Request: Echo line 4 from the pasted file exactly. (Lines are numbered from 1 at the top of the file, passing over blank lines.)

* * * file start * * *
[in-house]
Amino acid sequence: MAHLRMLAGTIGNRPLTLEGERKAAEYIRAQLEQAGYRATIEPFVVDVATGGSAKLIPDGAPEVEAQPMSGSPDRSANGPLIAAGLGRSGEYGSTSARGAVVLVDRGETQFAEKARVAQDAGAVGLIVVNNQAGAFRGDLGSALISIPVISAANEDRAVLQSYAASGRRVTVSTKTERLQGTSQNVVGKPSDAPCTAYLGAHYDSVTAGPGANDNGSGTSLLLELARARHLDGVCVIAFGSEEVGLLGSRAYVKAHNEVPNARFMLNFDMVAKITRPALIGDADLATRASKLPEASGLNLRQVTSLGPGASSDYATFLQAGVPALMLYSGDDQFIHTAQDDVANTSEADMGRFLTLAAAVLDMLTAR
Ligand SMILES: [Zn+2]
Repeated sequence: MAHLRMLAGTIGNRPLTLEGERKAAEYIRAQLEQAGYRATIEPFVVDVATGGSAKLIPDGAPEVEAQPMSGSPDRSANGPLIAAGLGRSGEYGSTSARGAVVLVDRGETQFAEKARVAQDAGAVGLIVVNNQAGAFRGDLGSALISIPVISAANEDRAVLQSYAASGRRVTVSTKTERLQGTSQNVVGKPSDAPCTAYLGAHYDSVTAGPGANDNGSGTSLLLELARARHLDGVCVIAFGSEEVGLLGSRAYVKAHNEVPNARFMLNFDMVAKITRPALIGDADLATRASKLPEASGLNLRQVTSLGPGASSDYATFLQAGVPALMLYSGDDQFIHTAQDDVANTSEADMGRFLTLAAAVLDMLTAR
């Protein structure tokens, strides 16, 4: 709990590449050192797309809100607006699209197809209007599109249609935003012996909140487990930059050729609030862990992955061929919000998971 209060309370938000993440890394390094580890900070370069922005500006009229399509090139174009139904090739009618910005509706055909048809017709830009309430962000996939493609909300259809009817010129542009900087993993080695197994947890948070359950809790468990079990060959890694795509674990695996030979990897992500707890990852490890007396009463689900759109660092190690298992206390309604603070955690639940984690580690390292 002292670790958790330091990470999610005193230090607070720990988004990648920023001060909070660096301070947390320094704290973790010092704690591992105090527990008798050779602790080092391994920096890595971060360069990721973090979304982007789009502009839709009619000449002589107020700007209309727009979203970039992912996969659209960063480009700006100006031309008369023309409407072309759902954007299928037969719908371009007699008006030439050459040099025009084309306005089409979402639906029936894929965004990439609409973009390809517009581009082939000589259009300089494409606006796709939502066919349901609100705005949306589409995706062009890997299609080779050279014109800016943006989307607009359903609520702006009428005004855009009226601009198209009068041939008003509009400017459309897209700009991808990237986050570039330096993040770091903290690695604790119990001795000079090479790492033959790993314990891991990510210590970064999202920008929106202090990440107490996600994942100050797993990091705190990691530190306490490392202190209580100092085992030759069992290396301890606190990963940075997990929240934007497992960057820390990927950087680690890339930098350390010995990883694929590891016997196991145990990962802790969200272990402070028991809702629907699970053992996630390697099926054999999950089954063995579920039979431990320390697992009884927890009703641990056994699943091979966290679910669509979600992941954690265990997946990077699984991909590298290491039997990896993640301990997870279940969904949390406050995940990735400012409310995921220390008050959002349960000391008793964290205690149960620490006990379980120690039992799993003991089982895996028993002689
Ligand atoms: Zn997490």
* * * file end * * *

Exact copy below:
Repeated sequence: MAHLRMLAGTIGNRPLTLEGERKAAEYIRAQLEQAGYRATIEPFVVDVATGGSAKLIPDGAPEVEAQPMSGSPDRSANGPLIAAGLGRSGEYGSTSARGAVVLVDRGETQFAEKARVAQDAGAVGLIVVNNQAGAFRGDLGSALISIPVISAANEDRAVLQSYAASGRRVTVSTKTERLQGTSQNVVGKPSDAPCTAYLGAHYDSVTAGPGANDNGSGTSLLLELARARHLDGVCVIAFGSEEVGLLGSRAYVKAHNEVPNARFMLNFDMVAKITRPALIGDADLATRASKLPEASGLNLRQVTSLGPGASSDYATFLQAGVPALMLYSGDDQFIHTAQDDVANTSEADMGRFLTLAAAVLDMLTAR